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Does Diageo really care that it may have to offload a large chunk of Whyte & Mackay? I have the sneaking suspicion that the firm probably doesn't.

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Bagging the Glasgow-based Scotch producer, when it took control of India's United Spirits earlier this year, was clearly a secondary concern for the Smirnoff group. After all, Diageo already has an embarassment of riches in its Scotch whisky cabinet. The group is focussed on the premium sector and its mantra now for consumers to "drink better".

Diageo's not quite giving everything up, however. The company's bid to retain W&M's Dalmore and Tamnavulin distilleries is, according to the firm, because the facilties supply United Spirits and its international markets.

But, the play for the Vijay Mallya-controlled group has always been about getting a solid foothold in India's vast and expanding local spirits market. 

So, the fact that Diageo appears to have rolled over relatively easily in offering to sell most of Whyte & Mackay is no surprise. Indeed, CEO Ivan Menezes offered a hint of this last week, when I asked him at a media Q&A about the UK's Office of Fair Trading probe into W&M's ownership. “Whatever the outcome (of the OFT investigation), the core asset of what we are buying with USL, we are still very bullish about,” he said.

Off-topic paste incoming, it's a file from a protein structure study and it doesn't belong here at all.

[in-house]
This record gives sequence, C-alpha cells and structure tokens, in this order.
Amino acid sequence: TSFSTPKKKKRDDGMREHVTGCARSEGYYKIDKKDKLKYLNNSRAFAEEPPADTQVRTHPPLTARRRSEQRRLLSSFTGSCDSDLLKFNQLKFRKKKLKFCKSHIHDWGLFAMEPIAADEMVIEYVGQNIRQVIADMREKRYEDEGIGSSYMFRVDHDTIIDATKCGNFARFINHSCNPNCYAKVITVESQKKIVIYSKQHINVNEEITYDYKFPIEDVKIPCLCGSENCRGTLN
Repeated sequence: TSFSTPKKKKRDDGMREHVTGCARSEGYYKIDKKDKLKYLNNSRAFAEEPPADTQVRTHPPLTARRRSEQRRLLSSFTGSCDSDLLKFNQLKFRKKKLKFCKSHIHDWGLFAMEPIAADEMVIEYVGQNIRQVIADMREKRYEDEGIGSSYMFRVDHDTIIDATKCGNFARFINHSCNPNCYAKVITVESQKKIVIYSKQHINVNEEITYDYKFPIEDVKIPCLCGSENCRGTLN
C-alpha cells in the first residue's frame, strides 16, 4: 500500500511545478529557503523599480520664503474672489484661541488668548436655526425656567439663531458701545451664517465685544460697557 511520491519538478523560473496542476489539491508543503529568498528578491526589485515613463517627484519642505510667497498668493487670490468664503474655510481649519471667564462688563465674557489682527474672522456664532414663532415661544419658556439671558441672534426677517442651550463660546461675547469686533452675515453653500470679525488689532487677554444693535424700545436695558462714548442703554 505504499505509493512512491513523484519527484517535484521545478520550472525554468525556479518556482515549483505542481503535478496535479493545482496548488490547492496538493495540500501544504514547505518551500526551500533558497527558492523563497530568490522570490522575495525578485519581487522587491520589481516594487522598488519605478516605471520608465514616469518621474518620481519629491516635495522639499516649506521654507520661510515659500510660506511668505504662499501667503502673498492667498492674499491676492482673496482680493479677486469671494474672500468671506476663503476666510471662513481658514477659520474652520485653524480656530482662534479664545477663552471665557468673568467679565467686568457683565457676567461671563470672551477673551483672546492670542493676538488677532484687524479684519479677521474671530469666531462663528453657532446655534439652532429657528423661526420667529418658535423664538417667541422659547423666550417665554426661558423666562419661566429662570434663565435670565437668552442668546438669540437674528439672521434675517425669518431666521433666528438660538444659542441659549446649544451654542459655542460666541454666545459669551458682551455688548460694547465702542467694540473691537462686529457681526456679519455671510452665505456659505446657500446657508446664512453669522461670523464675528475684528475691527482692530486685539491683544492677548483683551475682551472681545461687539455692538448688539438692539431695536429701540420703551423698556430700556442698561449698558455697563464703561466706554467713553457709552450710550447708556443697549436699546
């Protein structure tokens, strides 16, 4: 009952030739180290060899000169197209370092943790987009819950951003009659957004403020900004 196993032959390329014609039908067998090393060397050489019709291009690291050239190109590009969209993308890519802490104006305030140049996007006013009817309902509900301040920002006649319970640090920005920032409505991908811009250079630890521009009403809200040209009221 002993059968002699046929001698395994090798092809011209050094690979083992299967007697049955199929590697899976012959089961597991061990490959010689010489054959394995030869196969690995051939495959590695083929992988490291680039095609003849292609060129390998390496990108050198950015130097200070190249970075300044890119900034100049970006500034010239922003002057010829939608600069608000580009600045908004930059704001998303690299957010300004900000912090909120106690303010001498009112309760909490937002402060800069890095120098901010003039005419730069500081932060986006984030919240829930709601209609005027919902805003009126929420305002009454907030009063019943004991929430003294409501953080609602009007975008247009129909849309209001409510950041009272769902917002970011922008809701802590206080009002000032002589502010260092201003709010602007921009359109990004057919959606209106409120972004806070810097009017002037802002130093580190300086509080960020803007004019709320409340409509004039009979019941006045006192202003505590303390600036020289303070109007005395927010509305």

And, with the UK accounting for just 7% of the world's Scotch consumption, Diageo has little need, or appetite to get embroiled in a lengthy competition inquiry in the UK (the OFT is the backstop for the more powerful Competition Commission). Does the issue matter enough to Diageo to bother with the legal fees that such an inquiry would generate?

Elsewhere, the speculation over potential buyers for W&M has kicked-off with gusto.

Bernstein analyst Trevor Stirling suggests the probable suitors fall into three categories: either a marketer of value brands seeking supply; a bigger player wanting to secure supply of grain whisky from Invergordon such as Beam Inc or Bacardi, or a wild card – such as Suntory, a Chinese baijiu major, or private equity. Brown-Forman and Pernod Ricard have also been touted.  

For good measure, allow me to throw one more name into the mix: Russian Standard. Owner & chairman Roustam Tariko certainly appears to have cash to hand, judging by the fact that he owns his own bank. And, his group already has a relationship with W&M, which distributes its vodka brand in the UK.

As my colleague Olly Wehring noted yesterday, W&M has had a troubled past in terms of ownership. A stable home is the least it deserves.


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